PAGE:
“Don’t spend months and months on a project.” Instead, put together mock ups and bring people in to look at them. “This is all about the idea of using your community as a sounding board.”

Hear more of JD’s remarks in this podcast he recorded for the social media class Knight Digital Media Center is offering with News University. And you can read more “social media essentials” from Paul Gillin and Amy Gahran.

June 11, 2009

Social media essentials: Join the networks, be mobile, be human

Amy Gahran offers advice to traditional news organizations as they adopt social media

What are three critical ingredients of successful social media projects for traditional news organizations? I’ve asked faculty of Knight Digital Media’s “Using Social Media to Build Audience” class to offer their lists.

Here’s Amy Gahran:

- Get onto the networks. “Figure out which parts of your community use social media and where they hang out. And go where they are and listen to them,” Gahran says. “You need to become a presence in their community on their terms first.” Follow their lead.

- Make yourself mobile friendly. “Mobile and social media are very deeply intertwined because a lot of lot of people use social media via their cell phones and far more people have cell phones than are at computers.” And don’t forget to enable text messaging and make it easy for people to respond to you by sms. 

- Be human. The authoritative mindset “definitely doesn’t fly in social media,” Gahran says. Instead, it’s important to be transparent, receptive and grateful. “And especially to laugh at yourself. Humor and humility really work in social media.” She cites recommends checking out @coloneltribune on Twitter for an example of humor at work for the Chicago Tribune.

Here’s a full podcast of Amy Gahran’s remarks with more discussion of mobile opportunities. I posted Paul Gillin’s list of essentials here. I’ll have an additional installment from JD Lasica next week.

What’s on your list of critical ingredients for creating communities online? Please share your ideas in the comments.

June 09, 2009

Social media essentials: Inclusion, aggregation, engagement

Paul Gillin sees big opportunities for traditional news organizations to play a critical role in the new media ecosystem

What are three critical ingredients of successful social media projects for traditional news organizations? I’ve asked faculty of Knight Digital Media’s “Using Social Media to Build Audience” class to offer their lists.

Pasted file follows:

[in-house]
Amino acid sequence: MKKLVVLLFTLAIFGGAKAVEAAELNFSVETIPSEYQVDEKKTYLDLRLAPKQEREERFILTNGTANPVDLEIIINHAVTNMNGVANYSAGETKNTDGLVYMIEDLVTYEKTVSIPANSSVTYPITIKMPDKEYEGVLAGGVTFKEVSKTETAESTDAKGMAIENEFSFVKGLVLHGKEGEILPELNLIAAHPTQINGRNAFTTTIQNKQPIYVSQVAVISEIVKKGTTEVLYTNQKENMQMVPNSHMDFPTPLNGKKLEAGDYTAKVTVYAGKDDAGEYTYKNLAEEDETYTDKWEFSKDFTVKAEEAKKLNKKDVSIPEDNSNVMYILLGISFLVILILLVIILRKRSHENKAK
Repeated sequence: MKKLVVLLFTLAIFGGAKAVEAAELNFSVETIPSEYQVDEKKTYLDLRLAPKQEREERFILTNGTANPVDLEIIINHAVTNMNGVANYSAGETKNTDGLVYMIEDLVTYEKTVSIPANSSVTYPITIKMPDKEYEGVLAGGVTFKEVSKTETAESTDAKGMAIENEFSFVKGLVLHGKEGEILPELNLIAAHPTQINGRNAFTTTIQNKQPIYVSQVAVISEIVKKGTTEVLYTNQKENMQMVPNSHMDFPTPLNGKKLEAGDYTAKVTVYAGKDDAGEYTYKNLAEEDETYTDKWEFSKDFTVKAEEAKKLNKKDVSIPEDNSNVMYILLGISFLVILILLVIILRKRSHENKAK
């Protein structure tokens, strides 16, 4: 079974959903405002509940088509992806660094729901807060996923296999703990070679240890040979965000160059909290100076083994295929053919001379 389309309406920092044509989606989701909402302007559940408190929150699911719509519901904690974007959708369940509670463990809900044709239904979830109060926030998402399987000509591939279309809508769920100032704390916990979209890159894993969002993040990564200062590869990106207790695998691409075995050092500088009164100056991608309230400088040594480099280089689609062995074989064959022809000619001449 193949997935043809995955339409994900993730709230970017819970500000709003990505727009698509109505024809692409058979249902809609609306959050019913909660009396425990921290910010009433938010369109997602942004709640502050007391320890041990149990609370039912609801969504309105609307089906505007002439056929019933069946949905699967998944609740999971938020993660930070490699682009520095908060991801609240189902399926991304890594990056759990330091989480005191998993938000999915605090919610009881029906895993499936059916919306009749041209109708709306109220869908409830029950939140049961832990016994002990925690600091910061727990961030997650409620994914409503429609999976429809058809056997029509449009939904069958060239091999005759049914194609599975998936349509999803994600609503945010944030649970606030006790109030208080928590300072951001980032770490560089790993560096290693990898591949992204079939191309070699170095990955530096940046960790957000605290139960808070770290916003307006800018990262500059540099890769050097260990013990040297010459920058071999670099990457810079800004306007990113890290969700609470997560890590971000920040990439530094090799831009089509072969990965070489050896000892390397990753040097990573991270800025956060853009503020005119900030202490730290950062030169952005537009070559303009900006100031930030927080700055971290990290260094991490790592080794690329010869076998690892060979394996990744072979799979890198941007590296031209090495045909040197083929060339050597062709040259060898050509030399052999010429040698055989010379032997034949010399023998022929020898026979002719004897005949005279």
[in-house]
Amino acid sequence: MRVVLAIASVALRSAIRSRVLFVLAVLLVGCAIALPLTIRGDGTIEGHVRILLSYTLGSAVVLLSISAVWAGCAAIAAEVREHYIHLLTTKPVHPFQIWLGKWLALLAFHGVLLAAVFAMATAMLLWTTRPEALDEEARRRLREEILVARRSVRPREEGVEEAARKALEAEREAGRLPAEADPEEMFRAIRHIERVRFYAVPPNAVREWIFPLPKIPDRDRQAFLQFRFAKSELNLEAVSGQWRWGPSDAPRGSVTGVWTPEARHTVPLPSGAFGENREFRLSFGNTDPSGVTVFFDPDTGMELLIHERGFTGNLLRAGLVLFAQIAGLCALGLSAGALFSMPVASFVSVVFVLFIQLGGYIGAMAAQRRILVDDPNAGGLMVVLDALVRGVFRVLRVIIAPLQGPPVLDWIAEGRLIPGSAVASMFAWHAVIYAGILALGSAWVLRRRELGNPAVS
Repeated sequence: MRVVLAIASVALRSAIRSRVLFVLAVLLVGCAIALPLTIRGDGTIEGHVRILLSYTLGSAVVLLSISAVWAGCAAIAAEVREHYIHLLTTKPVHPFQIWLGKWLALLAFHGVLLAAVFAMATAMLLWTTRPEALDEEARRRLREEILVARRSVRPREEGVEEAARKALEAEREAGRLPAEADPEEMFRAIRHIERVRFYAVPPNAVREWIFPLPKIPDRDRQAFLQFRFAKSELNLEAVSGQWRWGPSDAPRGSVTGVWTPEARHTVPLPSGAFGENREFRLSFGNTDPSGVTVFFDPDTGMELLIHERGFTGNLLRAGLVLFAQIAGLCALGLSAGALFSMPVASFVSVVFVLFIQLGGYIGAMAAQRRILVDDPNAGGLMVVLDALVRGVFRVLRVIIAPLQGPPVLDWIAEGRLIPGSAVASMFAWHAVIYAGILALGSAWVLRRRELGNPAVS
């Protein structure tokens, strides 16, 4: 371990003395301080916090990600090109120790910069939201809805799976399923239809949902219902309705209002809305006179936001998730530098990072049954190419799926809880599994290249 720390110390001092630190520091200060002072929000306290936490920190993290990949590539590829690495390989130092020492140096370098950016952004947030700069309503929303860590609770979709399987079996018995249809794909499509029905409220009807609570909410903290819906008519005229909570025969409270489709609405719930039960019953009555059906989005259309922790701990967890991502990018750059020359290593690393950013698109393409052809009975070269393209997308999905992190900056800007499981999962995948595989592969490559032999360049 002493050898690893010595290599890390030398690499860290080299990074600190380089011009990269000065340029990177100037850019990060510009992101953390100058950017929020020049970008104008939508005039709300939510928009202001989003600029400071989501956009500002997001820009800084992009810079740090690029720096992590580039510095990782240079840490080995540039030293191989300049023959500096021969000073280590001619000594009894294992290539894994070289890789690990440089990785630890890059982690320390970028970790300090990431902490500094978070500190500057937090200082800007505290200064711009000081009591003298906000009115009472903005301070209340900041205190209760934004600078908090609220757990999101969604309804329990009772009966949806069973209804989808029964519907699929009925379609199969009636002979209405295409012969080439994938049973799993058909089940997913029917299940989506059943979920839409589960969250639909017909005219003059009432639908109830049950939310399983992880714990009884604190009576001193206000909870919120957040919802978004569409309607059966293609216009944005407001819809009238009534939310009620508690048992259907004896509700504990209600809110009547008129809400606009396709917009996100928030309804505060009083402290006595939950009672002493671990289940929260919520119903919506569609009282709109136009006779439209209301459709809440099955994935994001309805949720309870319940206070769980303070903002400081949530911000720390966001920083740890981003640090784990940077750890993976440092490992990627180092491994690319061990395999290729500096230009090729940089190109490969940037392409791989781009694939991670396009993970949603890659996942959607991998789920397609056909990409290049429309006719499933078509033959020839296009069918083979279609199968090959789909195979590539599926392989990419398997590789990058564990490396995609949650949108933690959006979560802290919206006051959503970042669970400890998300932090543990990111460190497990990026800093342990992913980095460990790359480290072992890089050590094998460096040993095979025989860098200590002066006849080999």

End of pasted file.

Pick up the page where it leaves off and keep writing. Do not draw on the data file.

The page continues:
Here’s social media marketing expert Paul Gillin:

- Inclusion. News organizations must realize “You’re not the oracle any more. You are part of a community and a critical, central part of a community of information providers that include people form all walks of life,” Gillin says.  “A lot of people have news to publish these days. And your role, increasingly the vital role of news organizations is to assimilate the information they are contributing ...  Nad to realize to… so you need to include a lot of different voices in what you’re doing and reposition your role as being the one who makes sense of it all.”

- Aggregation.“We an’t afford to be too tied to our own original content any more as the be all and end all. There’s lot of good content out here and the value that we can provide to our audience is to point them to the best content. .. We’ve gone from an information desert to an information deluge and the role of media organizations, a very critical one, will be to aggregate lots of options, lots of observations, first hand accounts, analyses, the stories told by people who are players in the news and to form a holistic picture of what happened based upon this very rich and these multiple sources of information.

- Engagement. The key to engagement, Gillin says, is “playing to people’s particular interests. So the special interests that they have in what’s going on in their town, on their block, in their school system, in their local businesses, at the chamber of commerce, in the park system, in their local museums, that’s what gets people really excited, that which touches them at a very personal level.” And today, online groups and other digital tools offer the capacity to gather people of like interests like never before.

What’s on your list of critical ingredients for creating communities online? Please share your ideas in the comments.

Here’s a full podcast of Gillin’s remarks. I’ll have additional installments from JD Lasica and Amy Gahran coming up.

Gillin also will be presenting the third and final installment of the KDMC/NewsU Webinar series on social media and building audience next week. “New Revenue for News Organizations” will air Tuesday, June 16 at 2 p.m. Eastern. Gillin will discuss ways that publisherrs can diversify their revenue sources, including highly localized advertising, information services, demographic editions and alternative delivery mechanisms such as audio, video and mobile devices. You can register here.

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Exploring innovation, transformation and leadership in a new ecosystem of news, by journalist and change advocate Michele McLellan.